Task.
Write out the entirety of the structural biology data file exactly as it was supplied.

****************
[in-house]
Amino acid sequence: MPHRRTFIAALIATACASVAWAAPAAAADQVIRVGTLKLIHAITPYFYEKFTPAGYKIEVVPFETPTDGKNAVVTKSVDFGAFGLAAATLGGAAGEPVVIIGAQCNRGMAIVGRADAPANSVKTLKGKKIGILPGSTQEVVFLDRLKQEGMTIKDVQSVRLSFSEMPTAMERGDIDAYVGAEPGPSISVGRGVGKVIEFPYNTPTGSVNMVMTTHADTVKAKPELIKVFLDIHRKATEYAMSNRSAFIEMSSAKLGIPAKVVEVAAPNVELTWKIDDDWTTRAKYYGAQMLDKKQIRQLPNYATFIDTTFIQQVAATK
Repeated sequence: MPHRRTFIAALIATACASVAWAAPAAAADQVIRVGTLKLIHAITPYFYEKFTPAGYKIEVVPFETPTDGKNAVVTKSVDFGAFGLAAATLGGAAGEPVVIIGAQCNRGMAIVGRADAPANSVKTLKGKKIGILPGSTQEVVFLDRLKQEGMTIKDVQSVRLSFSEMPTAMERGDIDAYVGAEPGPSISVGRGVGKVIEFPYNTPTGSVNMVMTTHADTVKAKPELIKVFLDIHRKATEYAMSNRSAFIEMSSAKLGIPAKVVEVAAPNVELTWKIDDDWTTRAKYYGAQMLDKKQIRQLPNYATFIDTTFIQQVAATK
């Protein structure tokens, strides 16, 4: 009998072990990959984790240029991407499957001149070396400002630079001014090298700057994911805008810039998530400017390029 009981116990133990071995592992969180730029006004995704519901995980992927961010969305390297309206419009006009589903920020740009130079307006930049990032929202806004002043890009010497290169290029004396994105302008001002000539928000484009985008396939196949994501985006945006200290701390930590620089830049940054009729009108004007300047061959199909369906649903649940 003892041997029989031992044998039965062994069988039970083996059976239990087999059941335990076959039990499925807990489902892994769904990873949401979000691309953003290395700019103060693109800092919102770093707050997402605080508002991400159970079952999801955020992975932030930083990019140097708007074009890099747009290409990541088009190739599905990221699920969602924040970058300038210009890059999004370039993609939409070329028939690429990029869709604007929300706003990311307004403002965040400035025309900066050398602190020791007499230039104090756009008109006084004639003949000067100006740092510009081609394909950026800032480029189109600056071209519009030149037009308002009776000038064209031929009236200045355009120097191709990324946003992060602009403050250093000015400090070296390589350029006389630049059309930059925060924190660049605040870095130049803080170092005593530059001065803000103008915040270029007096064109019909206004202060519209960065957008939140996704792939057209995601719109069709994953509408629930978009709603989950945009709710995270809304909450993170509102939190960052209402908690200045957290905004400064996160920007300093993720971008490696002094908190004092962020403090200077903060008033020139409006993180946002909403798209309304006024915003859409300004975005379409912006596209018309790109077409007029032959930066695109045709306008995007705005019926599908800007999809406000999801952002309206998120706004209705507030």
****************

[in-house]
Amino acid sequence: MPHRRTFIAALIATACASVAWAAPAAAADQVIRVGTLKLIHAITPYFYEKFTPAGYKIEVVPFETPTDGKNAVVTKSVDFGAFGLAAATLGGAAGEPVVIIGAQCNRGMAIVGRADAPANSVKTLKGKKIGILPGSTQEVVFLDRLKQEGMTIKDVQSVRLSFSEMPTAMERGDIDAYVGAEPGPSISVGRGVGKVIEFPYNTPTGSVNMVMTTHADTVKAKPELIKVFLDIHRKATEYAMSNRSAFIEMSSAKLGIPAKVVEVAAPNVELTWKIDDDWTTRAKYYGAQMLDKKQIRQLPNYATFIDTTFIQQVAATK
Repeated sequence: MPHRRTFIAALIATACASVAWAAPAAAADQVIRVGTLKLIHAITPYFYEKFTPAGYKIEVVPFETPTDGKNAVVTKSVDFGAFGLAAATLGGAAGEPVVIIGAQCNRGMAIVGRADAPANSVKTLKGKKIGILPGSTQEVVFLDRLKQEGMTIKDVQSVRLSFSEMPTAMERGDIDAYVGAEPGPSISVGRGVGKVIEFPYNTPTGSVNMVMTTHADTVKAKPELIKVFLDIHRKATEYAMSNRSAFIEMSSAKLGIPAKVVEVAAPNVELTWKIDDDWTTRAKYYGAQMLDKKQIRQLPNYATFIDTTFIQQVAATK
């Protein structure tokens, strides 16, 4: 009998072990990959984790240029991407499957001149070396400002630079001014090298700057994911805008810039998530400017390029 009981116990133990071995592992969180730029006004995704519901995980992927961010969305390297309206419009006009589903920020740009130079307006930049990032929202806004002043890009010497290169290029004396994105302008001002000539928000484009985008396939196949994501985006945006200290701390930590620089830049940054009729009108004007300047061959199909369906649903649940 003892041997029989031992044998039965062994069988039970083996059976239990087999059941335990076959039990499925807990489902892994769904990873949401979000691309953003290395700019103060693109800092919102770093707050997402605080508002991400159970079952999801955020992975932030930083990019140097708007074009890099747009290409990541088009190739599905990221699920969602924040970058300038210009890059999004370039993609939409070329028939690429990029869709604007929300706003990311307004403002965040400035025309900066050398602190020791007499230039104090756009008109006084004639003949000067100006740092510009081609394909950026800032480029189109600056071209519009030149037009308002009776000038064209031929009236200045355009120097191709990324946003992060602009403050250093000015400090070296390589350029006389630049059309930059925060924190660049605040870095130049803080170092005593530059001065803000103008915040270029007096064109019909206004202060519209960065957008939140996704792939057209995601719109069709994953509408629930978009709603989950945009709710995270809304909450993170509102939190960052209402908690200045957290905004400064996160920007300093993720971008490696002094908190004092962020403090200077903060008033020139409006993180946002909403798209309304006024915003859409300004975005379409912006596209018309790109077409007029032959930066695109045709306008995007705005019926599908800007999809406000999801952002309206998120706004209705507030």